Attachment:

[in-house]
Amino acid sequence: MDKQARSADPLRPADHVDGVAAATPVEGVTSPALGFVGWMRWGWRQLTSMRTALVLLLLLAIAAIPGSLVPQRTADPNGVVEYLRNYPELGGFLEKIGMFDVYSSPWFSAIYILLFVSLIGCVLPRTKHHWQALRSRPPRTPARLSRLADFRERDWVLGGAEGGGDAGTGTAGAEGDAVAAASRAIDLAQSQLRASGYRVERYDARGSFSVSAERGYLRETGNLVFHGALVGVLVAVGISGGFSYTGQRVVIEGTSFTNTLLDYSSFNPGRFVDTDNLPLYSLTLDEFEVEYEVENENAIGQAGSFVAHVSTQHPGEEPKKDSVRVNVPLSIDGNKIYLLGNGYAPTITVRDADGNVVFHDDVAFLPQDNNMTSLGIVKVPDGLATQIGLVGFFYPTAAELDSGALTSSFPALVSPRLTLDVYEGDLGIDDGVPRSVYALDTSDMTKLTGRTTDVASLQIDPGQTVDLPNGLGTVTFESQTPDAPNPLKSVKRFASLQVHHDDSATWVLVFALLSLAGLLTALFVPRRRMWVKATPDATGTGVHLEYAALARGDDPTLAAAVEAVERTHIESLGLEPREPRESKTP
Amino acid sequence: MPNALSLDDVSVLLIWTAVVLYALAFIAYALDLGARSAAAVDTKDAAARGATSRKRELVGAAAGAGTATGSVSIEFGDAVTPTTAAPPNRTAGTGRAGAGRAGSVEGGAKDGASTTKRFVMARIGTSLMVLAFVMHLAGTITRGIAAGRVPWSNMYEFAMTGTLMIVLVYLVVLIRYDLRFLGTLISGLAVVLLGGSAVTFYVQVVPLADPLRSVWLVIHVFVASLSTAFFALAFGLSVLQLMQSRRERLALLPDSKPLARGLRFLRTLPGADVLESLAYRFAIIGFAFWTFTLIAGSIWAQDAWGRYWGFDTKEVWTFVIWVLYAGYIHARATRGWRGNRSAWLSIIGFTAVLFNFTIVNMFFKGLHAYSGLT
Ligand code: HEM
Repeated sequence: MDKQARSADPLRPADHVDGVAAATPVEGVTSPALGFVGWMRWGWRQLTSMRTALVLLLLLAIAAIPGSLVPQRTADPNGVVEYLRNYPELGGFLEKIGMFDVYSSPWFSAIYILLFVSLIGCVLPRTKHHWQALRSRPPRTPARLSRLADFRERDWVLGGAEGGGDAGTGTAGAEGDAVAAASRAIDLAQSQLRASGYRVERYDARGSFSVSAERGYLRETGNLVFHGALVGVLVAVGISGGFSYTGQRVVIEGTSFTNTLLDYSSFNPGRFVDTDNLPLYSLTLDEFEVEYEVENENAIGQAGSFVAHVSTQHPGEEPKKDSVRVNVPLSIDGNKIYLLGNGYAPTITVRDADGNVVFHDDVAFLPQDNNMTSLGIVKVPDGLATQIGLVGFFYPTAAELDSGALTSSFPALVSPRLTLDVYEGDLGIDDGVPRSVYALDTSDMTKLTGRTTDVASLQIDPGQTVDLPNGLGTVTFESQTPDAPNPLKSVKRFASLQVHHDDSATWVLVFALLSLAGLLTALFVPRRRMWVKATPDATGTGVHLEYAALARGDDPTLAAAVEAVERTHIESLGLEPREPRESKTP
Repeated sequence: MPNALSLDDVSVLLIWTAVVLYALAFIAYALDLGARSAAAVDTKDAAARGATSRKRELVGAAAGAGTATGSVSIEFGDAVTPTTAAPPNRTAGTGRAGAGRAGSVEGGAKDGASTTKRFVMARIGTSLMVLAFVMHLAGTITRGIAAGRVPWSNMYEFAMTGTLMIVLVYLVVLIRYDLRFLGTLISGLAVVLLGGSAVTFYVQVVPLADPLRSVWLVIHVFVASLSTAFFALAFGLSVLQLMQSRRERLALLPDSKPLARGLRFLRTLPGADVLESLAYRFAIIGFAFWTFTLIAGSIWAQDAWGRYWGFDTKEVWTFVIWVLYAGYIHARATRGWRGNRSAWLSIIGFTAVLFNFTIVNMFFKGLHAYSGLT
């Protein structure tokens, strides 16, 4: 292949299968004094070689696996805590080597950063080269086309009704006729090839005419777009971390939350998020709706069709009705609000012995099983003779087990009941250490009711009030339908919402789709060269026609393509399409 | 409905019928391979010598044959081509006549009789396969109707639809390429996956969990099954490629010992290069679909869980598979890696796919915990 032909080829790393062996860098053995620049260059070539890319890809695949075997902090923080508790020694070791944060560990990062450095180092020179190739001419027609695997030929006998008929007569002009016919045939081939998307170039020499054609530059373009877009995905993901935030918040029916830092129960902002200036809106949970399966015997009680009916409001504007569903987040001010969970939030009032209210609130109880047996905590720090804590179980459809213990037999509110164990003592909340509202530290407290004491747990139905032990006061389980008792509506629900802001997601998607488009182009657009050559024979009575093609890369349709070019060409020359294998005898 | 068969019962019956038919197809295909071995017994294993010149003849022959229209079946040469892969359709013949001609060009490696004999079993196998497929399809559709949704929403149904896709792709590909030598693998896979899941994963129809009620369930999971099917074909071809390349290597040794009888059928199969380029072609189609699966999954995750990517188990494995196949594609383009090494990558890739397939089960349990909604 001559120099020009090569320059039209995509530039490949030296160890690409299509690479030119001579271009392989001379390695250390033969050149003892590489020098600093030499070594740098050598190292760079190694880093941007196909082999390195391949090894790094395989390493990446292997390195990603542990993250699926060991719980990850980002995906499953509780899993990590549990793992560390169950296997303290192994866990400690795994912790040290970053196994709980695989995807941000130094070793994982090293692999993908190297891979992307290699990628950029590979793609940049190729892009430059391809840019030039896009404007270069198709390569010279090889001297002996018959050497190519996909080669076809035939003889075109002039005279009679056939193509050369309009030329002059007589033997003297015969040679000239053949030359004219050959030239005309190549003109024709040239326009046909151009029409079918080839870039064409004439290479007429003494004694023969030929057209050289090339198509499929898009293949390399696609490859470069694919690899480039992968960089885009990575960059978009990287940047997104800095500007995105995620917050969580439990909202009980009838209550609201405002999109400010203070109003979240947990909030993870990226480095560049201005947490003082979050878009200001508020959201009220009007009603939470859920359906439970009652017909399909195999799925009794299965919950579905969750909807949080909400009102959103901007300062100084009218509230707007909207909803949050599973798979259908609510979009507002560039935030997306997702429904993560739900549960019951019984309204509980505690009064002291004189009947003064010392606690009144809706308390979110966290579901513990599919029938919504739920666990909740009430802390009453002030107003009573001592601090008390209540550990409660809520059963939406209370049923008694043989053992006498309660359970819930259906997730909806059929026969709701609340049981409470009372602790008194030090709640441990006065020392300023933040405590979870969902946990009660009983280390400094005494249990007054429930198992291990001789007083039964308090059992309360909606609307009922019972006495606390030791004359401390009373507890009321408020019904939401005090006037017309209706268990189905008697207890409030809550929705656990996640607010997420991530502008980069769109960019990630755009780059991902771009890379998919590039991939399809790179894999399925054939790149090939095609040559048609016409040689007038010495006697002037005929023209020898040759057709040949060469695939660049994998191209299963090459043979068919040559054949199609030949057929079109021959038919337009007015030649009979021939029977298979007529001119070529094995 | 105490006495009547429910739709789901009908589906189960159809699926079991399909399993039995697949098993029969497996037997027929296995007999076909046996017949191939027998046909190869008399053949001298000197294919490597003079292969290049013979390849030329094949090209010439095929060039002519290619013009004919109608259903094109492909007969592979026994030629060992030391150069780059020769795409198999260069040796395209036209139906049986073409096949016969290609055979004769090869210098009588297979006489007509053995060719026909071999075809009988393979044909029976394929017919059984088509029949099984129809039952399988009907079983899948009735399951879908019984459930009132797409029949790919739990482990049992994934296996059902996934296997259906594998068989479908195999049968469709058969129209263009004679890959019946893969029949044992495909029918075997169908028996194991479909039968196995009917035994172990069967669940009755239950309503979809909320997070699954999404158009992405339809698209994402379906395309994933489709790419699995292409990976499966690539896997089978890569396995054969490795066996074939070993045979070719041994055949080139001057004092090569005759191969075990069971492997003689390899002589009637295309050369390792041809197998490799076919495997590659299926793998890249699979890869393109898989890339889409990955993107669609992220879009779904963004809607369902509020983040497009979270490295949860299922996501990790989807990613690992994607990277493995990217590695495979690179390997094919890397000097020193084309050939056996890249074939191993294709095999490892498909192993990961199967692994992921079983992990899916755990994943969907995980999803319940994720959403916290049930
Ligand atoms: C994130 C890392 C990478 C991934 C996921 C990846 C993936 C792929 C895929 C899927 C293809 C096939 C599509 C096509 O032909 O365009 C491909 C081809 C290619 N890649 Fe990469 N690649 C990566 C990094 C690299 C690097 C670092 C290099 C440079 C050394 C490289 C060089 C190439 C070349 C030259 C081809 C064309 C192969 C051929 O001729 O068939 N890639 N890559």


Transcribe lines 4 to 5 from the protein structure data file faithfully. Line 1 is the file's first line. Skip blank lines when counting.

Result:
Ligand code: HEM
Repeated sequence: MDKQARSADPLRPADHVDGVAAATPVEGVTSPALGFVGWMRWGWRQLTSMRTALVLLLLLAIAAIPGSLVPQRTADPNGVVEYLRNYPELGGFLEKIGMFDVYSSPWFSAIYILLFVSLIGCVLPRTKHHWQALRSRPPRTPARLSRLADFRERDWVLGGAEGGGDAGTGTAGAEGDAVAAASRAIDLAQSQLRASGYRVERYDARGSFSVSAERGYLRETGNLVFHGALVGVLVAVGISGGFSYTGQRVVIEGTSFTNTLLDYSSFNPGRFVDTDNLPLYSLTLDEFEVEYEVENENAIGQAGSFVAHVSTQHPGEEPKKDSVRVNVPLSIDGNKIYLLGNGYAPTITVRDADGNVVFHDDVAFLPQDNNMTSLGIVKVPDGLATQIGLVGFFYPTAAELDSGALTSSFPALVSPRLTLDVYEGDLGIDDGVPRSVYALDTSDMTKLTGRTTDVASLQIDPGQTVDLPNGLGTVTFESQTPDAPNPLKSVKRFASLQVHHDDSATWVLVFALLSLAGLLTALFVPRRRMWVKATPDATGTGVHLEYAALARGDDPTLAAAVEAVERTHIESLGLEPREPRESKTP